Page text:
Is body fluid status affected by different electrolyte solutions during endurance cycling?
Keywords:Cycling, energy drinks, endurance training, sports performance, water–electrolyte imbalance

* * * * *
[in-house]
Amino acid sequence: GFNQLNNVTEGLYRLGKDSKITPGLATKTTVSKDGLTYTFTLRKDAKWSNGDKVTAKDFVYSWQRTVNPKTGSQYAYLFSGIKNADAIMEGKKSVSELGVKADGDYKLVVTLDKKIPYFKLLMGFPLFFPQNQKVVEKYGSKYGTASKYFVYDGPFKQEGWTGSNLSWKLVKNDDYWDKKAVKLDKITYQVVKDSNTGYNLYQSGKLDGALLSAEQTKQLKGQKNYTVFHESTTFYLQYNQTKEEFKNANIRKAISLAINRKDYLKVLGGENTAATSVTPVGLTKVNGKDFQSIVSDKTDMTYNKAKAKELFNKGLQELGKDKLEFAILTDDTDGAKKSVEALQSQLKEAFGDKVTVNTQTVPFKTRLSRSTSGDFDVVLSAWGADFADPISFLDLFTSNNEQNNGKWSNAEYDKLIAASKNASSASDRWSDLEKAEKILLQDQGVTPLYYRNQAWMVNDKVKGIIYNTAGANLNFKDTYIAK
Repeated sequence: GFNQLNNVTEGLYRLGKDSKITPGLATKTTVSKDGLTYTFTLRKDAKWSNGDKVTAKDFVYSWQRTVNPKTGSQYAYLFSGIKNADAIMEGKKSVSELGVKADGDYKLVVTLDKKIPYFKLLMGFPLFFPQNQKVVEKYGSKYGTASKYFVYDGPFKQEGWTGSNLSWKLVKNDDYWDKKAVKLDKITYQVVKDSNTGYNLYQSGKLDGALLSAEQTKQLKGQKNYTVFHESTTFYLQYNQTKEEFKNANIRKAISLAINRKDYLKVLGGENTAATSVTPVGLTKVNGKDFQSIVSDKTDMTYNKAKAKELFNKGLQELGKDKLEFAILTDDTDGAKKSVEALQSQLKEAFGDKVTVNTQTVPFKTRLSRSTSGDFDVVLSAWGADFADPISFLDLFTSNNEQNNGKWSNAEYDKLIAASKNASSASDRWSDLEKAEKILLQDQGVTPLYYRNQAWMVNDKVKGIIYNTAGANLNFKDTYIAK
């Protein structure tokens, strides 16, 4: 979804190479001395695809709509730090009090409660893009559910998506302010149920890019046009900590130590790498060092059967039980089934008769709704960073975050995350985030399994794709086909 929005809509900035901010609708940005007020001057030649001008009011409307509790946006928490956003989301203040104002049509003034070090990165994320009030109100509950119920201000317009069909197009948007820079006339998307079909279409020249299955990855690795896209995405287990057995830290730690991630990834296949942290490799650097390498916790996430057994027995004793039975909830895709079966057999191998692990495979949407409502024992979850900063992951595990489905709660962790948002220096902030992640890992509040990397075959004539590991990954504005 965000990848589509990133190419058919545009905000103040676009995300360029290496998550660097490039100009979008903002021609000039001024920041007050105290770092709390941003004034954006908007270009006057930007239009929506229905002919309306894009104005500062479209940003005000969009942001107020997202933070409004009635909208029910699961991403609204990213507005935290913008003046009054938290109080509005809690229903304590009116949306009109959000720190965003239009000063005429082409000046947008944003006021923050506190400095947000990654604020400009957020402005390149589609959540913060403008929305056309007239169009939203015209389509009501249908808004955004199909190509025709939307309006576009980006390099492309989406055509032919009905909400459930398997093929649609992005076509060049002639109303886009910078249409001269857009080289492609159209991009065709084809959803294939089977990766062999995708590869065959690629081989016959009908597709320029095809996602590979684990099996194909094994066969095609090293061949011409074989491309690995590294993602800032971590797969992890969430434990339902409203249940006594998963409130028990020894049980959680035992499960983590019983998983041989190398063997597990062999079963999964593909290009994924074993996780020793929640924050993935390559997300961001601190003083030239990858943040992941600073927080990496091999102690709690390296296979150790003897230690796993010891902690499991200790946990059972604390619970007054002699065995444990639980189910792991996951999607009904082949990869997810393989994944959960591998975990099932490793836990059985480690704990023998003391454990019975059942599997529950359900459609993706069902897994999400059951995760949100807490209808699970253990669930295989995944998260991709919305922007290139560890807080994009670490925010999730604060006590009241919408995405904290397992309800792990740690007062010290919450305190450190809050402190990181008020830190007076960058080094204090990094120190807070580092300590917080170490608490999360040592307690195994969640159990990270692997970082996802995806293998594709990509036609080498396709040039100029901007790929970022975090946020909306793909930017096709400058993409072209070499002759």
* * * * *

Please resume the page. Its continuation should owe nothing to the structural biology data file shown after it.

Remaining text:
AbstractFatigue development in endurance sports has several causes; among these, dehydration can impair performance. Both water and electrolytes are lost during exercise, in particular, when exercising in hot environments. These losses must be replaced, with carbohydrate-electrolyte solutions, in different forms. This study aimed to evaluate the effects of different hydrating solutions on body fluid status. Nine male recreational cyclists performed three experimental trials on separate days: trials consisted of a two-hour endurance ride, with three different hydration solutions, consumed in a randomized order (water, water+powder, water+gel). Body weight was measured, and bioimpedance vector analysis was performed both before and after each trial. Changes from pre- to post-training in the impedance vector, phase angle, total body water and extracellular water were then compared between the three conditions, using MANOVA for repeated measures. A time × treatment effect was shown for the total body water (p=0.05) and impedance vector (p=0.032), with both the powder and gel differing from the water-only condition. Powder and gel solutions have been shown to be equally effective in limiting the negative effects of dehydration, preventing the loss of total body water. However, gels may represent a practical advantage for endurance athletes, especially those who take part in long-distance races.